"Children will be permitted on a case basis."

Built in 1952 by Vancouver Architects Semmens and Simpson, Hycroft Towers was advertised as the largest apartment building in Canada. 

The building was particularly impressive for a few reasons:

One of which was the land it was going to be built on. Apparently the grade between Marpole Ave. (often mistaken for 16th Ave.) north to 15th is quite the topographic challenge, a challenge everyone was eager to see conquered - and conquered it was. With this steep grade, the large triangular lot (originally belonging to Hycroft Manor and acting as the estate's vegetable garden - more like small farm) ended up affording many of the building's tenants large unobstructed views of the city, mountains and water.

Secondly and maybe most notably, Hycroft Towers has all the earmarks of the “International Style” of Architecture (read: Modern) and is a direct reference to pioneer Modernist; Le Corbusier’s “5 Points of Architecture”.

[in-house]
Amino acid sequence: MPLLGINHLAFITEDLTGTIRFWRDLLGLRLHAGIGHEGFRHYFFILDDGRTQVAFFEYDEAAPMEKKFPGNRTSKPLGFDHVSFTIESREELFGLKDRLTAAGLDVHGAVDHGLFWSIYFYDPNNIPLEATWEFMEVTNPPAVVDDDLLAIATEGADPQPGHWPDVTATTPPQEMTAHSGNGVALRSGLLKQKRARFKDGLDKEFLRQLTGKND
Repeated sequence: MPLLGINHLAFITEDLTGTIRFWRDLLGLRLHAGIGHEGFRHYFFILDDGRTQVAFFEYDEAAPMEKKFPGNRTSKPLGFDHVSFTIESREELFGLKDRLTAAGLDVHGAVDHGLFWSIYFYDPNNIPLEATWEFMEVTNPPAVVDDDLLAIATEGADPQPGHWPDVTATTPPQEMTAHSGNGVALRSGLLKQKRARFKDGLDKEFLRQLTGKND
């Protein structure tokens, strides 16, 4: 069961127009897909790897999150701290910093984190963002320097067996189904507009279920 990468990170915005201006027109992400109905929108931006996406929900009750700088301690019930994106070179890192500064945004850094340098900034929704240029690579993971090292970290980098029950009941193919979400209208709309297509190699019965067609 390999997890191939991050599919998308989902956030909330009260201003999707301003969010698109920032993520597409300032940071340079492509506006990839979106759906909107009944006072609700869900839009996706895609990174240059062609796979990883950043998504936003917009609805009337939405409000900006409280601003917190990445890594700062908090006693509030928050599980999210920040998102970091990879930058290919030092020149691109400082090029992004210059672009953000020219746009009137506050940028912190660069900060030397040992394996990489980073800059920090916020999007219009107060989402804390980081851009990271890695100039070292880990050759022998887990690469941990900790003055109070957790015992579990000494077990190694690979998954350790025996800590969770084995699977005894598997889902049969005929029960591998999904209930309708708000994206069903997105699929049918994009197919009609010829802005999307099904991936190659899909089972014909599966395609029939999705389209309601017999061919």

• Pilotis
  • Free ground plan
  • Free façade 
  • Elongated windows
  • Roof garden (that's right, you heard me)

Boyfriend (see previous article) says . . . and I quote: "Darling, we live in Unité d'Habitation." After doing some research - I say hopefully one day we'll live in Villa Savoye.

  Photo © 2013  Helena McMurdo 

 Photo © 2013 Helena McMurdo 

Third - the aforementioned rooftop garden. A communal outdoor space sits happily on top of the north wing of the building. Residents can view this 360 degree panorama (arguably the best in the city) 365 days (and nights) of the year. Tables, umbrellas plants and chaises pepper the rooftop to maximize resident's enjoyment.  

In Hycroft Tower's case, size and luxury really did matter. The building boasts large well thought out floor plans (see below: inclusion of grand piano in interior drawings), massive expanses of window and back in "the day" a full service garage (the price of fuel being included in monthly fees).

Hycroft Towers-floor plans.jpg

Having lived in Hycroft for three and a half years, I can attest to the view, the quiet concrete living and everything that made it special in the early 50's. It has a timeless design (inside and out) and stands head and shoulders above its condo competitors throughout the city.

Mine is a love affair with Hycroft. I have become more than attached to its history, my future and our years together.